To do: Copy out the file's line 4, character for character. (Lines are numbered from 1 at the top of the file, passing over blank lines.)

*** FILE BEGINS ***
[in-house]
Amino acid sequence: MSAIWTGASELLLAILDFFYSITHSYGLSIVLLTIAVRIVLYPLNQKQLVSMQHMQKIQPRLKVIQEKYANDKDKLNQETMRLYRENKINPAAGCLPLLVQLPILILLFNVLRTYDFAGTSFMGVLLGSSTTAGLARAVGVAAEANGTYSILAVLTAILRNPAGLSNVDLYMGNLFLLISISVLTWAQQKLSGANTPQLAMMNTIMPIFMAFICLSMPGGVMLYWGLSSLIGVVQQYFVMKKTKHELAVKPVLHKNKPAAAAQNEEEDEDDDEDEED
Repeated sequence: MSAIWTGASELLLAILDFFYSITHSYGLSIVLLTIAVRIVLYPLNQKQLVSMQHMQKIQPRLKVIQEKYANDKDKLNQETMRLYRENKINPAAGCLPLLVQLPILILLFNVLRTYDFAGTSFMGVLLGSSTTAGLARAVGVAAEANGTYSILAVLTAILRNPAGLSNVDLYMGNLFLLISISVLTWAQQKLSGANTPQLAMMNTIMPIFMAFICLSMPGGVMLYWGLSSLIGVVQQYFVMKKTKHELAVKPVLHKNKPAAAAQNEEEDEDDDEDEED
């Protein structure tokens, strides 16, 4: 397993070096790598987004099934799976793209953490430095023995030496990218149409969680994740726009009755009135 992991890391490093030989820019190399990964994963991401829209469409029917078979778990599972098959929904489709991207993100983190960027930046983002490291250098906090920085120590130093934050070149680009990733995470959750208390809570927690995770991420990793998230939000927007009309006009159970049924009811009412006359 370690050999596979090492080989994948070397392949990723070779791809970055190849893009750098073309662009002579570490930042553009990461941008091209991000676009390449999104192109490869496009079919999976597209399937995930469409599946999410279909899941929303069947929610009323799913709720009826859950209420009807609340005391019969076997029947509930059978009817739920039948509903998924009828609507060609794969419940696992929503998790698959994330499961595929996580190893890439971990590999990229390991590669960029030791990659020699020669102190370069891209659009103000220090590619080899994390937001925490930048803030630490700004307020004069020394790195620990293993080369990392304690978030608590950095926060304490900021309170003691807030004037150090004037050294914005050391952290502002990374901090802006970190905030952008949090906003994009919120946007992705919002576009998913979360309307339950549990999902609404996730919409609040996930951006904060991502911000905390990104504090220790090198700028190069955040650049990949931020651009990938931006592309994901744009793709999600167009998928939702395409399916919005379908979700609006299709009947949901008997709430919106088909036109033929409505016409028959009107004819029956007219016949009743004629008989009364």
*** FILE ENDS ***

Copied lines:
């Protein structure tokens, strides 16, 4: 397993070096790598987004099934799976793209953490430095023995030496990218149409969680994740726009009755009135 992991890391490093030989820019190399990964994963991401829209469409029917078979778990599972098959929904489709991207993100983190960027930046983002490291250098906090920085120590130093934050070149680009990733995470959750208390809570927690995770991420990793998230939000927007009309006009159970049924009811009412006359 370690050999596979090492080989994948070397392949990723070779791809970055190849893009750098073309662009002579570490930042553009990461941008091209991000676009390449999104192109490869496009079919999976597209399937995930469409599946999410279909899941929303069947929610009323799913709720009826859950209420009807609340005391019969076997029947509930059978009817739920039948509903998924009828609507060609794969419940696992929503998790698959994330499961595929996580190893890439971990590999990229390991590669960029030791990659020699020669102190370069891209659009103000220090590619080899994390937001925490930048803030630490700004307020004069020394790195620990293993080369990392304690978030608590950095926060304490900021309170003691807030004037150090004037050294914005050391952290502002990374901090802006970190905030952008949090906003994009919120946007992705919002576009998913979360309307339950549990999902609404996730919409609040996930951006904060991502911000905390990104504090220790090198700028190069955040650049990949931020651009990938931006592309994901744009793709999600167009998928939702395409399916919005379908979700609006299709009947949901008997709430919106088909036109033929409505016409028959009107004819029956007219016949009743004629008989009364």